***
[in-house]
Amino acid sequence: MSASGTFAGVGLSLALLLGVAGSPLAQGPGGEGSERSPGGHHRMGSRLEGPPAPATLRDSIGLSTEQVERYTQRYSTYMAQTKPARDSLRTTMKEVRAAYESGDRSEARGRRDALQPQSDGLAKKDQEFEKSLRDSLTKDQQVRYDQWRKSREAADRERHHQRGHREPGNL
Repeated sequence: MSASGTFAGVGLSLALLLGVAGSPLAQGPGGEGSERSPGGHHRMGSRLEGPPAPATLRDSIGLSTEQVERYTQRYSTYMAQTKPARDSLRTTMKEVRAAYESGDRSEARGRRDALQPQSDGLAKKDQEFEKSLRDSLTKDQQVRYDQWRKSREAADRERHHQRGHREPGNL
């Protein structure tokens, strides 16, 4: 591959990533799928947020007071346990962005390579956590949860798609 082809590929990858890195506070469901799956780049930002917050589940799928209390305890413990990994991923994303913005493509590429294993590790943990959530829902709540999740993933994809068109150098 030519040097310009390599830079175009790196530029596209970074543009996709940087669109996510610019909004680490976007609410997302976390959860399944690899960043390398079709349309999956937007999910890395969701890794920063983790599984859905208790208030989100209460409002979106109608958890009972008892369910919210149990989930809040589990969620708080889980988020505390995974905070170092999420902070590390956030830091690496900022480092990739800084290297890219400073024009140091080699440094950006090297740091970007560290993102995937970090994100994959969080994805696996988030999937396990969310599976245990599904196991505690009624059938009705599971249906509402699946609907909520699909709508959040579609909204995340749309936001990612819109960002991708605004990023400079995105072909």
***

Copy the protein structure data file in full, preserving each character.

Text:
[in-house]
Amino acid sequence: MSASGTFAGVGLSLALLLGVAGSPLAQGPGGEGSERSPGGHHRMGSRLEGPPAPATLRDSIGLSTEQVERYTQRYSTYMAQTKPARDSLRTTMKEVRAAYESGDRSEARGRRDALQPQSDGLAKKDQEFEKSLRDSLTKDQQVRYDQWRKSREAADRERHHQRGHREPGNL
Repeated sequence: MSASGTFAGVGLSLALLLGVAGSPLAQGPGGEGSERSPGGHHRMGSRLEGPPAPATLRDSIGLSTEQVERYTQRYSTYMAQTKPARDSLRTTMKEVRAAYESGDRSEARGRRDALQPQSDGLAKKDQEFEKSLRDSLTKDQQVRYDQWRKSREAADRERHHQRGHREPGNL
């Protein structure tokens, strides 16, 4: 591959990533799928947020007071346990962005390579956590949860798609 082809590929990858890195506070469901799956780049930002917050589940799928209390305890413990990994991923994303913005493509590429294993590790943990959530829902709540999740993933994809068109150098 030519040097310009390599830079175009790196530029596209970074543009996709940087669109996510610019909004680490976007609410997302976390959860399944690899960043390398079709349309999956937007999910890395969701890794920063983790599984859905208790208030989100209460409002979106109608958890009972008892369910919210149990989930809040589990969620708080889980988020505390995974905070170092999420902070590390956030830091690496900022480092990739800084290297890219400073024009140091080699440094950006090297740091970007560290993102995937970090994100994959969080994805696996988030999937396990969310599976245990599904196991505690009624059938009705599971249906509402699946609907909520699909709508959040579609909204995340749309936001990612819109960002991708605004990023400079995105072909």